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Department of Development Studies

Comparative Studies on Development

Course Code:
151010022
Unit value:
1
Year of study:
Year 2
Taught in:
Full Year

Building on the first year core course, Introduction to Development Studies, this course will explore key issues, debates and theories through case studies and / or a regional focus. Each theme will be taught across several sessions, to provide a comparative approach that explores the importance of context in shaping outcomes, policies and processes of development. The course will show, through selected case studies, the relationship between theoretical work and empirical work in development studies. Students will learn competing theoretical approaches to the issues and themes, and how data is used by different perspectives, both to illustrate the contentions of a particular theory, and undermine the contentions of other approaches. Rather than being taught in the abstract, specific development debates will be used to illustrate the theoretical approaches, and the relationship between theory and empirical research. These debates will include a focus on states and institutions; violence and conflict; social movements and civil society; finance; labour and development; and natural resource development.

Objectives and learning outcomes of the course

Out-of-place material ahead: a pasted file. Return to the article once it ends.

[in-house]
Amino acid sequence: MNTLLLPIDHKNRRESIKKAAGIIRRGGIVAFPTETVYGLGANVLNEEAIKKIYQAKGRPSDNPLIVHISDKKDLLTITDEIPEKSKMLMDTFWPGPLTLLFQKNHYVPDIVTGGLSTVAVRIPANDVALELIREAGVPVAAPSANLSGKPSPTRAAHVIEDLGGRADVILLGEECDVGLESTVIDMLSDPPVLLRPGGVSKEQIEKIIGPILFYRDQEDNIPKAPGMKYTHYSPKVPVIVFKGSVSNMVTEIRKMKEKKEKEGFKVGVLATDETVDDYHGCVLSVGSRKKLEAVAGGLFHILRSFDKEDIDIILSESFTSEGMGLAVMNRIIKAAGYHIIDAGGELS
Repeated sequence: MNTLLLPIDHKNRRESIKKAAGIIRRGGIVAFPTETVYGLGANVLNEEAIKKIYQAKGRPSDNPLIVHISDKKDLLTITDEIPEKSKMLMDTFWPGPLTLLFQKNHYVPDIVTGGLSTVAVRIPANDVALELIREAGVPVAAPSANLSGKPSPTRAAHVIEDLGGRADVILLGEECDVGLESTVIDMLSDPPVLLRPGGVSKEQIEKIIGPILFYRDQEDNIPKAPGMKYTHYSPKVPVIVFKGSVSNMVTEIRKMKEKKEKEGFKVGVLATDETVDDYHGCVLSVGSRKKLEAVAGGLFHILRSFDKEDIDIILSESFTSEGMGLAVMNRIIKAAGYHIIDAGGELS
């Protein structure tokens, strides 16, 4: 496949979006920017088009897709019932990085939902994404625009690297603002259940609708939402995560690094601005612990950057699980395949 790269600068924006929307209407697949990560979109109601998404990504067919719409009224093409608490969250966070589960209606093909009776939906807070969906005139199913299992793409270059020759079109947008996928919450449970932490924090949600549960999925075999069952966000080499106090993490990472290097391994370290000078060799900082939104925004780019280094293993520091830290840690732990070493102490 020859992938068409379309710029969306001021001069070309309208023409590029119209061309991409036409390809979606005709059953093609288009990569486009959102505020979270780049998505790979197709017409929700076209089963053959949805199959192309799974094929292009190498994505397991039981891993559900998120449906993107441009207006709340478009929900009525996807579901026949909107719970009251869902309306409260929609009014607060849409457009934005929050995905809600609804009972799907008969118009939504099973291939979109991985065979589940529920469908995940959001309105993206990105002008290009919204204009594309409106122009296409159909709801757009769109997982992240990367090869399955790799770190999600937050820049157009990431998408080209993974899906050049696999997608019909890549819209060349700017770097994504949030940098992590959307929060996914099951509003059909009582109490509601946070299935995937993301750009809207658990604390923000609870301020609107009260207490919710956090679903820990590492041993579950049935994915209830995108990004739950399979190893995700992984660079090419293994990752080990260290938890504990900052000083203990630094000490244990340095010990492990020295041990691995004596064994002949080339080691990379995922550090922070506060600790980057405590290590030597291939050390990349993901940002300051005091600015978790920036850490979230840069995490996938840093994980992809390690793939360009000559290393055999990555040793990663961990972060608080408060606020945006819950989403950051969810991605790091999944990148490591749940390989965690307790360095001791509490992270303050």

On completion of the course, students will be able to demonstrate:

  • A critical understanding of selected development debates
  • An understanding of how development theories and debates differ in different contexts and settings
  • An ability to critically reflect on the strengths and weaknesses of different methods of collecting and using data
  • An ability to critically reflect on the relationship between theory and empirical research
  • Critical understanding of how data is collected and used in addressing these issues

Workload

Teaching will take the form of a two-hour lecture and a one-hour tutorial each week.

Scope and syllabus

Measuring Development
State and institutions
Violence and conflict
Social movements and civil society
Finance
Labour and development
Natural resource management

Method of assessment

One three hour written examination which will constitute 60% of the final mark, with the remaining 40% consisting of marks from assessed essays. Each student will be expected to submit two essays of no more than 3000 words, each consisting of 20% of the overall mark. Resubmission of coursework regulations apply to this course.

Suggested reading

  • H-J Chang, 2003. Rethinking Development Economics, Anthem. T. Allen and A.Thomas eds. (2000) Poverty and Development into the Twenty First Century, chs. 1 and esp. 2
  • U. Kambhapati, 2004. Development and the Developing World, Polity.
  • A.P. Thirlwall, 2006. Growth and Development: With Special Reference to Developing Countries, London: Palgrave Macmillan, 8th edition.
  • A. Thomas, J. Chataway, and M. Wuyts 1998. Finding Out Fast: Investigative Skills for Policy and Development, London: Sage Publciations and Open University.